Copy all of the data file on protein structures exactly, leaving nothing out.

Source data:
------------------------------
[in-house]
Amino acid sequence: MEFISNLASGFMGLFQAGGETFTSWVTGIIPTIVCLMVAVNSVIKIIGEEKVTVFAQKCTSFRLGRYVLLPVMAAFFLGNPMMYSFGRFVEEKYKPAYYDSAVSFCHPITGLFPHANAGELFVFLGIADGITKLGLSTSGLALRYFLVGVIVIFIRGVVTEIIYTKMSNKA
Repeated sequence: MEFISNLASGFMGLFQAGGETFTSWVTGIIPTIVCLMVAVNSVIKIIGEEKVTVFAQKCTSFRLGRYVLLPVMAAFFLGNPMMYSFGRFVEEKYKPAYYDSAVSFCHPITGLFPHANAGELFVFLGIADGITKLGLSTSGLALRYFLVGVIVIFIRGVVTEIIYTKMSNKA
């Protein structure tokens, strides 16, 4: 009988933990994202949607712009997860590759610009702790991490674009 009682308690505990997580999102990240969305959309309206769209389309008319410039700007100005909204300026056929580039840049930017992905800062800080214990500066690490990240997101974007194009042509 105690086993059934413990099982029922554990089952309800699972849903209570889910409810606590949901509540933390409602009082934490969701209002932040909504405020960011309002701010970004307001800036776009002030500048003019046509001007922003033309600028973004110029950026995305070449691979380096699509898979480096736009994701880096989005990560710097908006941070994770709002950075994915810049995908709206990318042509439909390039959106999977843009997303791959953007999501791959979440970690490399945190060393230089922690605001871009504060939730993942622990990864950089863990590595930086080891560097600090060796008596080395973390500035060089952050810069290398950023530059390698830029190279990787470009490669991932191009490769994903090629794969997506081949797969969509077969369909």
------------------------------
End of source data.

[in-house]
Amino acid sequence: MEFISNLASGFMGLFQAGGETFTSWVTGIIPTIVCLMVAVNSVIKIIGEEKVTVFAQKCTSFRLGRYVLLPVMAAFFLGNPMMYSFGRFVEEKYKPAYYDSAVSFCHPITGLFPHANAGELFVFLGIADGITKLGLSTSGLALRYFLVGVIVIFIRGVVTEIIYTKMSNKA
Repeated sequence: MEFISNLASGFMGLFQAGGETFTSWVTGIIPTIVCLMVAVNSVIKIIGEEKVTVFAQKCTSFRLGRYVLLPVMAAFFLGNPMMYSFGRFVEEKYKPAYYDSAVSFCHPITGLFPHANAGELFVFLGIADGITKLGLSTSGLALRYFLVGVIVIFIRGVVTEIIYTKMSNKA
């Protein structure tokens, strides 16, 4: 009988933990994202949607712009997860590759610009702790991490674009 009682308690505990997580999102990240969305959309309206769209389309008319410039700007100005909204300026056929580039840049930017992905800062800080214990500066690490990240997101974007194009042509 105690086993059934413990099982029922554990089952309800699972849903209570889910409810606590949901509540933390409602009082934490969701209002932040909504405020960011309002701010970004307001800036776009002030500048003019046509001007922003033309600028973004110029950026995305070449691979380096699509898979480096736009994701880096989005990560710097908006941070994770709002950075994915810049995908709206990318042509439909390039959106999977843009997303791959953007999501791959979440970690490399945190060393230089922690605001871009504060939730993942622990990864950089863990590595930086080891560097600090060796008596080395973390500035060089952050810069290398950023530059390698830029190279990787470009490669991932191009490769994903090629794969997506081949797969969509077969369909």